Yanxi Palace hotpot in Chinatown S'pore for about S$50 per pax: worth it or not?

Spoiler: It's not exactly Yanxi-Palace themed.

Karen Lui | February 10, 2021, 05:09 PM

Editors note on Feb.11: A different spokesperson for the restaurant has updated that the current restaurant is not a pop-up. This article has been updated to reflect this change.

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Tucked away in The Great Ballroom on top of Pearl's Hill is the Yanxi Palace Steamboat.

Unaffiliated with the hit Chinese period television series "Story of Yanxi Palace", the steamboat restaurant opened in November 2020.

Photo by Mandy How

Photo by Mandy How

Soup bases

Out of the eight different soup bases available, we tried three: the Imperial Elixir Youth Soup (from S$13.50), Buddha Jumps Over the Wall (from S$12.50), and Mala Soup (from S$9.50).

Anti-clock-wise from the left: Buddha Jumps Over the Wall, Imperial Elixir Youth Soup, and Mala (which was topped up with more soup shortly after this picture was taken). Photo by Karen Lui

Boiled with ingredients such as fish maw, kampong chicken, abalone, and shark cartilage, we found the collagen-rich Imperial Elixir Youth Soup to be very tasty.

Fit for the bougie diners who really want to elevate the dining experience, the unique Buddha Jumps Over the Wall soup is boiled with premium ingredients like shark cartilage, fish maw, abalone, cordyceps, ginseng, and other herbs.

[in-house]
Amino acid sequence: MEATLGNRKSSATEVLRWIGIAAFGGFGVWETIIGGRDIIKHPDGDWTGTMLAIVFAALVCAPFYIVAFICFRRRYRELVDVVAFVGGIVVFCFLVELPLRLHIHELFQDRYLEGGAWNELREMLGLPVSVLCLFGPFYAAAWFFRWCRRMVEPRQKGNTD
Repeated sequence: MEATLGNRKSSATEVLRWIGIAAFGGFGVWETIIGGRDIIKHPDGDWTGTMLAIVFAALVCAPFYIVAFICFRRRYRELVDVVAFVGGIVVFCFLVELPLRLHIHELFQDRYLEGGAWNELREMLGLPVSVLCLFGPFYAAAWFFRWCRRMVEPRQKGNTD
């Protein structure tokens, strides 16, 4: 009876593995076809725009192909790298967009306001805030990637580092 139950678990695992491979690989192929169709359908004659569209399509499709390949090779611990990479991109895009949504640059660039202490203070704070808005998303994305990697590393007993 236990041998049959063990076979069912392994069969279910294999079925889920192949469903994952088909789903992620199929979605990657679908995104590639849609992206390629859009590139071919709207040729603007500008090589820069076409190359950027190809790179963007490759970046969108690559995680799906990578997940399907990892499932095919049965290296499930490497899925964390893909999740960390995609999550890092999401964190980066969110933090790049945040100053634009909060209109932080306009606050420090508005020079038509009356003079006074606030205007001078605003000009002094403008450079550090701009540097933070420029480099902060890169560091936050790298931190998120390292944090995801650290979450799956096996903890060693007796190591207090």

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Unlike some Mala soups that are too spicy and overwhelmingly rich, the Mala Soup was quite drinkable, although it comprises a little on the numbing kick.

Food

To get it out of the way, the meal was not overtly Yanxi-Palace themed — in fact, the most "Yanxi" thing about it was its name.

You get motifs of the imperial Chinese in the food's presentation, but that's about it. It could just as easily be named after another Chinese historical drama.

But with the abundance of hotpot places in Singapore, Yanxi Palace Steamboat has a few tricks up their sleeves to stand out from the crowd.

Made with a combination of tofu and egg white, the Rose Tofu (S$9) retains their shape, even in the boiling pot.

Photo by Karen Lui

Photo by Mandy How

Cross-section of the pink Rose Tofu. Photo by Mandy How

The yellow and red Rose Tofu contain bits of otah, while the green and purple ones include chicken and crab meat.

The bits of otah really helps give flavour to what would probably be a rather bland tofu product.

They also have the Seafood Lollipops (S$12), which are uniquely-shaped cuttlefish paste served in sticks of five.

Ready to consume after dipping it, the item was quite a novelty and fun to eat.

Photo by Karen Lui

Other popular items are the photogenic Organic Handmade Rainbow Noodles (S$12) and Rose Beef Tongue (S$18).

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For more conservative meat lovers, try the Selected Diced Waggyu Beef (S$9-S$18) and Meat Brothers (S$24) platter that includes lamb, beef, and pork collar.